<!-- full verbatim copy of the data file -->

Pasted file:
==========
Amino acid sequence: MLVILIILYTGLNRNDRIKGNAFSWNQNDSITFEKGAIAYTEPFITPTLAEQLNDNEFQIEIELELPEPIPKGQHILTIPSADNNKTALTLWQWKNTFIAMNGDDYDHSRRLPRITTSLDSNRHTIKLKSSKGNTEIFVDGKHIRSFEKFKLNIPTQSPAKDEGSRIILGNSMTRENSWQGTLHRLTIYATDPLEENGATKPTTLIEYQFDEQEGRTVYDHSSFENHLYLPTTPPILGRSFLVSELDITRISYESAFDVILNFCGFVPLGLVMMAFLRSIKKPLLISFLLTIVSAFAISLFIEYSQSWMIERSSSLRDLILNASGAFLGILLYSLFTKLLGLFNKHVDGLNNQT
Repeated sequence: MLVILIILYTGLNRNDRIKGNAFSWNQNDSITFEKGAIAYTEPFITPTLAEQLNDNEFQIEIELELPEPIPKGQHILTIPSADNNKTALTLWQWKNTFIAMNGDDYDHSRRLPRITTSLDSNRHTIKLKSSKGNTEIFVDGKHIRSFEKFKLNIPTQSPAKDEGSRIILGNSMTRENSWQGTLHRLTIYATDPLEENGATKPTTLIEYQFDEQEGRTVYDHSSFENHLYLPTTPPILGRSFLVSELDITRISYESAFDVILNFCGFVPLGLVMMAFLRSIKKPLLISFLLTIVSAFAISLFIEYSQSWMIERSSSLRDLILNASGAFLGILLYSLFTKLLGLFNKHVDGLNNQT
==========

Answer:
Amino acid sequence: MLVILIILYTGLNRNDRIKGNAFSWNQNDSITFEKGAIAYTEPFITPTLAEQLNDNEFQIEIELELPEPIPKGQHILTIPSADNNKTALTLWQWKNTFIAMNGDDYDHSRRLPRITTSLDSNRHTIKLKSSKGNTEIFVDGKHIRSFEKFKLNIPTQSPAKDEGSRIILGNSMTRENSWQGTLHRLTIYATDPLEENGATKPTTLIEYQFDEQEGRTVYDHSSFENHLYLPTTPPILGRSFLVSELDITRISYESAFDVILNFCGFVPLGLVMMAFLRSIKKPLLISFLLTIVSAFAISLFIEYSQSWMIERSSSLRDLILNASGAFLGILLYSLFTKLLGLFNKHVDGLNNQT
Repeated sequence: MLVILIILYTGLNRNDRIKGNAFSWNQNDSITFEKGAIAYTEPFITPTLAEQLNDNEFQIEIELELPEPIPKGQHILTIPSADNNKTALTLWQWKNTFIAMNGDDYDHSRRLPRITTSLDSNRHTIKLKSSKGNTEIFVDGKHIRSFEKFKLNIPTQSPAKDEGSRIILGNSMTRENSWQGTLHRLTIYATDPLEENGATKPTTLIEYQFDEQEGRTVYDHSSFENHLYLPTTPPILGRSFLVSELDITRISYESAFDVILNFCGFVPLGLVMMAFLRSIKKPLLISFLLTIVSAFAISLFIEYSQSWMIERSSSLRDLILNASGAFLGILLYSLFTKLLGLFNKHVDGLNNQT